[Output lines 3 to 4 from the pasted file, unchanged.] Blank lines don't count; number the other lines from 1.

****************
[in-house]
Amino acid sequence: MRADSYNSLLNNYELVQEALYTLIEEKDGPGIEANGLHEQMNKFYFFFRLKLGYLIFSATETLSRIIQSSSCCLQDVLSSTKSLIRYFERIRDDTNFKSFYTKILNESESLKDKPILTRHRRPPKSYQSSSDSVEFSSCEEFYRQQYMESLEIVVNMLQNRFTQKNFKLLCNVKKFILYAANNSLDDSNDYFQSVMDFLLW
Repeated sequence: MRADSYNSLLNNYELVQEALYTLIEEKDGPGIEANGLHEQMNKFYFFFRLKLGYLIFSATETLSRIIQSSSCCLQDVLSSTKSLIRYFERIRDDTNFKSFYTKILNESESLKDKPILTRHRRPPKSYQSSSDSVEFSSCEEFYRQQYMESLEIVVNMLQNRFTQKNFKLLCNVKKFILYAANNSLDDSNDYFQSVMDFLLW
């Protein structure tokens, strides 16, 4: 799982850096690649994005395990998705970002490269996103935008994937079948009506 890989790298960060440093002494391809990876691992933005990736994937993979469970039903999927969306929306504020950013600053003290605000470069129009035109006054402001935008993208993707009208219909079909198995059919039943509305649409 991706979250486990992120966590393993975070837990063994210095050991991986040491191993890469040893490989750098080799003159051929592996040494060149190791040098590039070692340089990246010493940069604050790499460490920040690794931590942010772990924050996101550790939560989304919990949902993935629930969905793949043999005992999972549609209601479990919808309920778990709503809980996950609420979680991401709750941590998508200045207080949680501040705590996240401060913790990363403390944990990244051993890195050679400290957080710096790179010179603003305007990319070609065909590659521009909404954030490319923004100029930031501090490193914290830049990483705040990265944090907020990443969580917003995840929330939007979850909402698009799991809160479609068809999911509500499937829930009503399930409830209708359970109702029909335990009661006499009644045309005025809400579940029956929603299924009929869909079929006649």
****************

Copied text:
Repeated sequence: MRADSYNSLLNNYELVQEALYTLIEEKDGPGIEANGLHEQMNKFYFFFRLKLGYLIFSATETLSRIIQSSSCCLQDVLSSTKSLIRYFERIRDDTNFKSFYTKILNESESLKDKPILTRHRRPPKSYQSSSDSVEFSSCEEFYRQQYMESLEIVVNMLQNRFTQKNFKLLCNVKKFILYAANNSLDDSNDYFQSVMDFLLW
């Protein structure tokens, strides 16, 4: 799982850096690649994005395990998705970002490269996103935008994937079948009506 890989790298960060440093002494391809990876691992933005990736994937993979469970039903999927969306929306504020950013600053003290605000470069129009035109006054402001935008993208993707009208219909079909198995059919039943509305649409 991706979250486990992120966590393993975070837990063994210095050991991986040491191993890469040893490989750098080799003159051929592996040494060149190791040098590039070692340089990246010493940069604050790499460490920040690794931590942010772990924050996101550790939560989304919990949902993935629930969905793949043999005992999972549609209601479990919808309920778990709503809980996950609420979680991401709750941590998508200045207080949680501040705590996240401060913790990363403390944990990244051993890195050679400290957080710096790179010179603003305007990319070609065909590659521009909404954030490319923004100029930031501090490193914290830049990483705040990265944090907020990443969580917003995840929330939007979850909402698009799991809160479609068809999911509500499937829930009503399930409830209708359970109702029909335990009661006499009644045309005025809400579940029956929603299924009929869909079929006649």